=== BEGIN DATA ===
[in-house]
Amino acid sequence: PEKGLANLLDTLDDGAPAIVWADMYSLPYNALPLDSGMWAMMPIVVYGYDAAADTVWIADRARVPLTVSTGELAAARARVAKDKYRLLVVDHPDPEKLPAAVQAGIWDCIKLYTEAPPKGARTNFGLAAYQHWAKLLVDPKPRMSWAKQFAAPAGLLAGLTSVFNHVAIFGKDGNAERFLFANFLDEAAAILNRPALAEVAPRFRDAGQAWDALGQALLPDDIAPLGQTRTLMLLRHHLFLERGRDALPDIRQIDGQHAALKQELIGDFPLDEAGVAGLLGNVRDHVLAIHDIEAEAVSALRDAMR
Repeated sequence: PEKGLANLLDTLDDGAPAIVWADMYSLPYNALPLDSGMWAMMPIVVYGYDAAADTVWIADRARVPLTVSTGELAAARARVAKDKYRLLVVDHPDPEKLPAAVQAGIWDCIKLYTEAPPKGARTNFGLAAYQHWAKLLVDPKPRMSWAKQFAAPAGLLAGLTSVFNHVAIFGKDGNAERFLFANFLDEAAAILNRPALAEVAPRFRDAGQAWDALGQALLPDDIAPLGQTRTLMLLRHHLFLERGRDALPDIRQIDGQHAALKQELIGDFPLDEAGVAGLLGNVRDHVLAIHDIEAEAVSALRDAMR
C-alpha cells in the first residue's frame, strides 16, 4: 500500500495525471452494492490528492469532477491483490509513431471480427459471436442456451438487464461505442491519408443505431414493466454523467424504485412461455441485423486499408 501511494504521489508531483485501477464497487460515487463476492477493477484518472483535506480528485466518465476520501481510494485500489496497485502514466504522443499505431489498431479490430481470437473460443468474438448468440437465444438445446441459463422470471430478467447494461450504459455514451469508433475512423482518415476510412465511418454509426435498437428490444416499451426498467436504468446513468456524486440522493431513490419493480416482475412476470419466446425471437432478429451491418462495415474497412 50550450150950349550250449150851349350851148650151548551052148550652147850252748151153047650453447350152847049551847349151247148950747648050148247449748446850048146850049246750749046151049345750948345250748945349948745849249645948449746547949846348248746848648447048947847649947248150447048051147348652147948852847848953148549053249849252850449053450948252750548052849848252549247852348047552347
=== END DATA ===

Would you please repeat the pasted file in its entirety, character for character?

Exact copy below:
[in-house]
Amino acid sequence: PEKGLANLLDTLDDGAPAIVWADMYSLPYNALPLDSGMWAMMPIVVYGYDAAADTVWIADRARVPLTVSTGELAAARARVAKDKYRLLVVDHPDPEKLPAAVQAGIWDCIKLYTEAPPKGARTNFGLAAYQHWAKLLVDPKPRMSWAKQFAAPAGLLAGLTSVFNHVAIFGKDGNAERFLFANFLDEAAAILNRPALAEVAPRFRDAGQAWDALGQALLPDDIAPLGQTRTLMLLRHHLFLERGRDALPDIRQIDGQHAALKQELIGDFPLDEAGVAGLLGNVRDHVLAIHDIEAEAVSALRDAMR
Repeated sequence: PEKGLANLLDTLDDGAPAIVWADMYSLPYNALPLDSGMWAMMPIVVYGYDAAADTVWIADRARVPLTVSTGELAAARARVAKDKYRLLVVDHPDPEKLPAAVQAGIWDCIKLYTEAPPKGARTNFGLAAYQHWAKLLVDPKPRMSWAKQFAAPAGLLAGLTSVFNHVAIFGKDGNAERFLFANFLDEAAAILNRPALAEVAPRFRDAGQAWDALGQALLPDDIAPLGQTRTLMLLRHHLFLERGRDALPDIRQIDGQHAALKQELIGDFPLDEAGVAGLLGNVRDHVLAIHDIEAEAVSALRDAMR
C-alpha cells in the first residue's frame, strides 16, 4: 500500500495525471452494492490528492469532477491483490509513431471480427459471436442456451438487464461505442491519408443505431414493466454523467424504485412461455441485423486499408 501511494504521489508531483485501477464497487460515487463476492477493477484518472483535506480528485466518465476520501481510494485500489496497485502514466504522443499505431489498431479490430481470437473460443468474438448468440437465444438445446441459463422470471430478467447494461450504459455514451469508433475512423482518415476510412465511418454509426435498437428490444416499451426498467436504468446513468456524486440522493431513490419493480416482475412476470419466446425471437432478429451491418462495415474497412 50550450150950349550250449150851349350851148650151548551052148550652147850252748151153047650453447350152847049551847349151247148950747648050148247449748446850048146850049246750749046151049345750948345250748945349948745849249645948449746547949846348248746848648447048947847649947248150447048051147348652147948852847848953148549053249849252850449053450948252750548052849848252549247852348047552347